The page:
The multifactorial causes impacting the risk of developing sporadic forms of Alzheimer's disease (AD) remain to date poorly understood. Epidemiologic studies in humans and research in rodents have suggested that hypothyroidism could participate in the etiology of AD. Recently, we reported that adult-onset hypothyroidism in rats favors β-amyloid peptide production in the hippocampus. Here, using the same hypothyroidism model with the antithyroid molecule propythiouracyl (PTU), we further explored AD-related features, dysfunctional cell-signaling mechanisms and hippocampal-dependent learning and memory. In vivo MRI revealed a progressive decrease in cerebral volume of PTU-treated rats. In the hippocampus, hypothyroidism resulted in tau hyperphosphorylation and increases in several proinflammatory cytokines. These modifications were associated with impaired spatial memory and reduced hippocampal expression of signaling molecules important for synaptic plasticity and memory, including neurogranin, CaMKII, ERK, GSK3β, CREB, and expression of the transcription factor EGR1/Zif268. These data strengthen the idea that hypothyroidism represents an important factor influencing the risk of developing sporadic forms of AD.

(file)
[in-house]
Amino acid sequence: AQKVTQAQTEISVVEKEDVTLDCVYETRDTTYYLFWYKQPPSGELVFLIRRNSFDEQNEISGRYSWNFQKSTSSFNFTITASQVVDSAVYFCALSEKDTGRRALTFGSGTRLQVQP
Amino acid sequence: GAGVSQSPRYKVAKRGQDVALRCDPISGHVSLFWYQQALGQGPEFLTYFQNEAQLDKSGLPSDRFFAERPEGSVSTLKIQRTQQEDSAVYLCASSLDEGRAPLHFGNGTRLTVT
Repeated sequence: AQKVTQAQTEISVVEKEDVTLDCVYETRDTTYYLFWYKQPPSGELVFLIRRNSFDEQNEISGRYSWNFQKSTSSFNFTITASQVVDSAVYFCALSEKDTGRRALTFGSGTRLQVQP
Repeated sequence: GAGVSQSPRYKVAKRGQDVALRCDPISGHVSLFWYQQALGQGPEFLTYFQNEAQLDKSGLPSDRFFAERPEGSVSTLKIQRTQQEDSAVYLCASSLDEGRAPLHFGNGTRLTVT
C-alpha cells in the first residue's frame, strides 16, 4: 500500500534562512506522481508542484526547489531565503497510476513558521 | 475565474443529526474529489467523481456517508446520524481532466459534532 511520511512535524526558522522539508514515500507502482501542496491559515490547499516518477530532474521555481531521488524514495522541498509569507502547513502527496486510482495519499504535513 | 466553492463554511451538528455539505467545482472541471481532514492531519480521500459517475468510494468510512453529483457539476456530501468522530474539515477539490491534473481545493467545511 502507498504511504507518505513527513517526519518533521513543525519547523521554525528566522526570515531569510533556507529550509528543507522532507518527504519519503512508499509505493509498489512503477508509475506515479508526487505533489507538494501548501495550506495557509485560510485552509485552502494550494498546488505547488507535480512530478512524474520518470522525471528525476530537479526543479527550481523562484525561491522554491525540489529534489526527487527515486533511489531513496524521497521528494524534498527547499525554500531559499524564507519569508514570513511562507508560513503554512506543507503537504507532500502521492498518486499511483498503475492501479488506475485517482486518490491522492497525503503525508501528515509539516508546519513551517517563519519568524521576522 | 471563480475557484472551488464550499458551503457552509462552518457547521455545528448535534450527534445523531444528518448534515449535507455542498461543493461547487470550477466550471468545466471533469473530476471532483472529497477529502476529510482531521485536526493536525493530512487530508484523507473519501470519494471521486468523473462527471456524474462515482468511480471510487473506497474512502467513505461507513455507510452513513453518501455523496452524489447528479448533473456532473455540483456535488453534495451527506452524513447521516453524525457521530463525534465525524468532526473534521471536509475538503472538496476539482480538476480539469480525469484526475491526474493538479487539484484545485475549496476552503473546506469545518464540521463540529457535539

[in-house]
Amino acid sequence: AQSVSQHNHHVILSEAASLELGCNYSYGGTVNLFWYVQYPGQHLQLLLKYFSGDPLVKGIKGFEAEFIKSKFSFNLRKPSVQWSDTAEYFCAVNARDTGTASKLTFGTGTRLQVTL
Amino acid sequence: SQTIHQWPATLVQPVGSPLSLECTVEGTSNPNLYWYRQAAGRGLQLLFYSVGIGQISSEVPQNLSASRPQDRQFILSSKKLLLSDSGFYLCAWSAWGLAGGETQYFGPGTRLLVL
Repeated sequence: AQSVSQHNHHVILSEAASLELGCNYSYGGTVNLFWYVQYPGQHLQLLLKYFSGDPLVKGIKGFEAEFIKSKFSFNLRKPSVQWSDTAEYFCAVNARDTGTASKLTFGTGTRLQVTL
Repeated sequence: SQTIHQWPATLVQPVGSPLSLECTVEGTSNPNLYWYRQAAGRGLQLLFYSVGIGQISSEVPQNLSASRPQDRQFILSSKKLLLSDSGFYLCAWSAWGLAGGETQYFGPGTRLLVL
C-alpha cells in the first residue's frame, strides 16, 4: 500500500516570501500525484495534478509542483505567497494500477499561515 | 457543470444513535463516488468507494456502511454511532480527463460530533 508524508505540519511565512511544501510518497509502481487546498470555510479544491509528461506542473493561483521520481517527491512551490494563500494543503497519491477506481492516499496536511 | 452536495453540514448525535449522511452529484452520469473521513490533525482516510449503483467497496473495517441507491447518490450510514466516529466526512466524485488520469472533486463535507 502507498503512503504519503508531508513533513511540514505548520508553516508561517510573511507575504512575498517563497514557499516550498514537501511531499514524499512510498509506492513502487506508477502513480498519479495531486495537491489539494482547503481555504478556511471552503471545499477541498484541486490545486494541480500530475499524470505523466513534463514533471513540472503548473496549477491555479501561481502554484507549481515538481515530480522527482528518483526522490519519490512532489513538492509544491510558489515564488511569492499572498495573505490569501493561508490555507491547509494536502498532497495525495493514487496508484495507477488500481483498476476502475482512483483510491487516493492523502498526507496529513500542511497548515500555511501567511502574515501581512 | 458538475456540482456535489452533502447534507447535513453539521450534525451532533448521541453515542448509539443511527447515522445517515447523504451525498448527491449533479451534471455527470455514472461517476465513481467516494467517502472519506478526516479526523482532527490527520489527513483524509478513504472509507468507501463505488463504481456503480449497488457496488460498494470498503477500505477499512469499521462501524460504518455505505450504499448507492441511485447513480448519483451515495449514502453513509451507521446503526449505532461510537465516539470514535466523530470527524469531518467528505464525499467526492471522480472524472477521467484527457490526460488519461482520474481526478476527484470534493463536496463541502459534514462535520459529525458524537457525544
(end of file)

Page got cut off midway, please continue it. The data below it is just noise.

Keywords: behavior; inflammation; risk factor; signaling pathways; tau.
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